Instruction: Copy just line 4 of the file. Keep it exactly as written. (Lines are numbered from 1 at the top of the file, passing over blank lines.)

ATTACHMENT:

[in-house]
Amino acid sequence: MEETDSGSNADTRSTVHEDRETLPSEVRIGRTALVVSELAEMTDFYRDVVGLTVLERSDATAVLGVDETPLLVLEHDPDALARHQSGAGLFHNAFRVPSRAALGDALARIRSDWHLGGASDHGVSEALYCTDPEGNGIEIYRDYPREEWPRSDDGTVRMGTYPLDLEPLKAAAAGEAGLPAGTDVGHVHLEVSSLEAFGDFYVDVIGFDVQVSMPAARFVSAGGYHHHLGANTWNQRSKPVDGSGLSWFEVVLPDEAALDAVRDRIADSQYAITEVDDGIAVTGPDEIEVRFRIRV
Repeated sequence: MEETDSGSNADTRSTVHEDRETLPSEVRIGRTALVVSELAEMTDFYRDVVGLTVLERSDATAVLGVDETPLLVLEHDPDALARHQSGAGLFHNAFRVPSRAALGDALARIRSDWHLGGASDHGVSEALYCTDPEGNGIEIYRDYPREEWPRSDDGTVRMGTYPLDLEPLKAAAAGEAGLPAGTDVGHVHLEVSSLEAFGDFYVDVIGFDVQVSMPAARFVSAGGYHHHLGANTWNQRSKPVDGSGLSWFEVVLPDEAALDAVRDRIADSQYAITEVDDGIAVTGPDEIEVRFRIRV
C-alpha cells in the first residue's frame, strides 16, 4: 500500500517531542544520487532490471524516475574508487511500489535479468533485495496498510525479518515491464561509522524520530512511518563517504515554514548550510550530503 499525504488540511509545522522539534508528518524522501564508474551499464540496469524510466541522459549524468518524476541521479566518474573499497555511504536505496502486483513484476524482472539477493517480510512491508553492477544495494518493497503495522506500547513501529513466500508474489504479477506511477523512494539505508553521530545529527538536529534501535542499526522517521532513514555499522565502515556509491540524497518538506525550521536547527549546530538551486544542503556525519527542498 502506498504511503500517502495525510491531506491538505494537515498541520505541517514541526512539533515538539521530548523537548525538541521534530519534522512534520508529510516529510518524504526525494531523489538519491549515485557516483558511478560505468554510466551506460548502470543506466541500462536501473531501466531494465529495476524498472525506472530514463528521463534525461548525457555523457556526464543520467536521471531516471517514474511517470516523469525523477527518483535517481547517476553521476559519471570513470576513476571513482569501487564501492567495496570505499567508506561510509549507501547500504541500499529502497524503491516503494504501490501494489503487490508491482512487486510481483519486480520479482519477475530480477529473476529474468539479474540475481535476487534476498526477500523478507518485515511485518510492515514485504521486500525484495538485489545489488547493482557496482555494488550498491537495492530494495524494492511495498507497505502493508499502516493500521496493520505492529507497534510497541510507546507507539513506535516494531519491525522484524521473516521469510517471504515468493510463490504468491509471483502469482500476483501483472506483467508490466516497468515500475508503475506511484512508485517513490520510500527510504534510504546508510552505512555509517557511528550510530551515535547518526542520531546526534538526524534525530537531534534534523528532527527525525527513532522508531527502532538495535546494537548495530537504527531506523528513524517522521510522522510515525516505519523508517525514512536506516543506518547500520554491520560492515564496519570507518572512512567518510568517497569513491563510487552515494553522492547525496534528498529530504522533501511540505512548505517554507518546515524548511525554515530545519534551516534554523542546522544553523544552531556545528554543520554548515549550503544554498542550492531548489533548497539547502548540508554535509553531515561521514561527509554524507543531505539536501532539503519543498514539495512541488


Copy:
C-alpha cells in the first residue's frame, strides 16, 4: 500500500517531542544520487532490471524516475574508487511500489535479468533485495496498510525479518515491464561509522524520530512511518563517504515554514548550510550530503 499525504488540511509545522522539534508528518524522501564508474551499464540496469524510466541522459549524468518524476541521479566518474573499497555511504536505496502486483513484476524482472539477493517480510512491508553492477544495494518493497503495522506500547513501529513466500508474489504479477506511477523512494539505508553521530545529527538536529534501535542499526522517521532513514555499522565502515556509491540524497518538506525550521536547527549546530538551486544542503556525519527542498 502506498504511503500517502495525510491531506491538505494537515498541520505541517514541526512539533515538539521530548523537548525538541521534530519534522512534520508529510516529510518524504526525494531523489538519491549515485557516483558511478560505468554510466551506460548502470543506466541500462536501473531501466531494465529495476524498472525506472530514463528521463534525461548525457555523457556526464543520467536521471531516471517514474511517470516523469525523477527518483535517481547517476553521476559519471570513470576513476571513482569501487564501492567495496570505499567508506561510509549507501547500504541500499529502497524503491516503494504501490501494489503487490508491482512487486510481483519486480520479482519477475530480477529473476529474468539479474540475481535476487534476498526477500523478507518485515511485518510492515514485504521486500525484495538485489545489488547493482557496482555494488550498491537495492530494495524494492511495498507497505502493508499502516493500521496493520505492529507497534510497541510507546507507539513506535516494531519491525522484524521473516521469510517471504515468493510463490504468491509471483502469482500476483501483472506483467508490466516497468515500475508503475506511484512508485517513490520510500527510504534510504546508510552505512555509517557511528550510530551515535547518526542520531546526534538526524534525530537531534534534523528532527527525525527513532522508531527502532538495535546494537548495530537504527531506523528513524517522521510522522510515525516505519523508517525514512536506516543506518547500520554491520560492515564496519570507518572512512567518510568517497569513491563510487552515494553522492547525496534528498529530504522533501511540505512548505517554507518546515524548511525554515530545519534551516534554523542546522544553523544552531556545528554543520554548515549550503544554498542550492531548489533548497539547502548540508554535509553531515561521514561527509554524507543531505539536501532539503519543498514539495512541488